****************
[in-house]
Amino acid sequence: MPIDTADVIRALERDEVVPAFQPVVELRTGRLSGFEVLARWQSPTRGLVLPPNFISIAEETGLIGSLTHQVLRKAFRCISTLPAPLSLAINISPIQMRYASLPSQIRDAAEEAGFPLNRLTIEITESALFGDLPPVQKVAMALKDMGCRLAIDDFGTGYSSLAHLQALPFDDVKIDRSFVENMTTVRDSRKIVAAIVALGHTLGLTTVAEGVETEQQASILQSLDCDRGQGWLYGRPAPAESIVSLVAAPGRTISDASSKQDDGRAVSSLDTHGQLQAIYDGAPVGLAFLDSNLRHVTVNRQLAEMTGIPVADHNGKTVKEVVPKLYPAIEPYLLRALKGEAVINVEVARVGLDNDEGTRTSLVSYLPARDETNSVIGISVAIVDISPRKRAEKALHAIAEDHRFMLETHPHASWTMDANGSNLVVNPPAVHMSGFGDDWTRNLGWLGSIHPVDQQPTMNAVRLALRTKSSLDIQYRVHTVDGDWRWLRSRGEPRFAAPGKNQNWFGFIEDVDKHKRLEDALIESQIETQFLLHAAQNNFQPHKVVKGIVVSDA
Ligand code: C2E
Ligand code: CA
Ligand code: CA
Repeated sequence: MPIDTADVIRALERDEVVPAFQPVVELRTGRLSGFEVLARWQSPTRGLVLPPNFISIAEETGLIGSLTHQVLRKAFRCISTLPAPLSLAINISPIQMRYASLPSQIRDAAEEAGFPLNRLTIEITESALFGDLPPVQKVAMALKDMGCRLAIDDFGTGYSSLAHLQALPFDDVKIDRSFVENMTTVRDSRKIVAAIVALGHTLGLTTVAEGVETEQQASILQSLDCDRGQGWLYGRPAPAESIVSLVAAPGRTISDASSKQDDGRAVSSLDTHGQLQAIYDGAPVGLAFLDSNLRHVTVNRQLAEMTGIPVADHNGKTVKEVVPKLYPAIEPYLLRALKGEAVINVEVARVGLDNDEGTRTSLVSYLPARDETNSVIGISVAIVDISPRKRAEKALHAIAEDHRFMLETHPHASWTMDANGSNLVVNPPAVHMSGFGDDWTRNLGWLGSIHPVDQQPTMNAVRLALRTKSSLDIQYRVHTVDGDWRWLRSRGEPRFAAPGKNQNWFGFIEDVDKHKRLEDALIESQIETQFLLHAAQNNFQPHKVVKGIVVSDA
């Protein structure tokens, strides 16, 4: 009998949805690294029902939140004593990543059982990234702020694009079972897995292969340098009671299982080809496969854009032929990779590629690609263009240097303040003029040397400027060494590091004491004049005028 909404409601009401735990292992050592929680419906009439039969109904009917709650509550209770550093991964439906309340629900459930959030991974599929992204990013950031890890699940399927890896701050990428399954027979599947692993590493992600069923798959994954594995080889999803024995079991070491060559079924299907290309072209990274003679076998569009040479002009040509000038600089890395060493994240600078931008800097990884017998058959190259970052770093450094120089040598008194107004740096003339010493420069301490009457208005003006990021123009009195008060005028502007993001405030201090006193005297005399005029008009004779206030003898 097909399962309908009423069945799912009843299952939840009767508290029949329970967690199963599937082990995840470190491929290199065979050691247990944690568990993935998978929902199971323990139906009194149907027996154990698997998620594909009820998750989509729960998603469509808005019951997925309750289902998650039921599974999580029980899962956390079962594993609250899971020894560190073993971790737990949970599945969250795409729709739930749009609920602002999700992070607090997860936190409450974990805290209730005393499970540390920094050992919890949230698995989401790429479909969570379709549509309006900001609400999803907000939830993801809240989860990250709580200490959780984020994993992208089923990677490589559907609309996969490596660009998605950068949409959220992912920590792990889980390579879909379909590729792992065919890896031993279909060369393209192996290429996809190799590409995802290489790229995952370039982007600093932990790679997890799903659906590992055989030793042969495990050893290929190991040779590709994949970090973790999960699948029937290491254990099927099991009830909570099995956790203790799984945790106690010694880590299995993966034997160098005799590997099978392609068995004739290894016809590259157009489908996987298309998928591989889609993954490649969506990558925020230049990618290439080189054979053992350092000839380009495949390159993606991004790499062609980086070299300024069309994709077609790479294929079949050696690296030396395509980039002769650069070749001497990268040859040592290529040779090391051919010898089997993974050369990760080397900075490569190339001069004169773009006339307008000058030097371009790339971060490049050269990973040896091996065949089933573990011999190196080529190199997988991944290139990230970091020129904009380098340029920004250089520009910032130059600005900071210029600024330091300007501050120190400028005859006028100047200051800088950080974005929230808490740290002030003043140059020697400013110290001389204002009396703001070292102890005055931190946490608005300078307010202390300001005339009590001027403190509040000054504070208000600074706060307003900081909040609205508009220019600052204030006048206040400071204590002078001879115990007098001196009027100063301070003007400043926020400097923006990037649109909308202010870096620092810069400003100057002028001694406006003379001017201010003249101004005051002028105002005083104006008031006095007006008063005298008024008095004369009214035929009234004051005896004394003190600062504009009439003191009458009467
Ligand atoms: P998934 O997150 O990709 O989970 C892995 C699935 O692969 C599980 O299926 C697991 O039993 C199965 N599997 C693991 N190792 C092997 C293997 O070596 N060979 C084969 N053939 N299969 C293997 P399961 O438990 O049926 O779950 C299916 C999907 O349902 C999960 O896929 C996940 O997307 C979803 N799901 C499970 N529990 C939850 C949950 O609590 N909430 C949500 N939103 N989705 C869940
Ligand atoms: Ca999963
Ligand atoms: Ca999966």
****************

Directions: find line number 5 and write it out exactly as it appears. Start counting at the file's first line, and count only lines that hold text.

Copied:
Ligand code: CA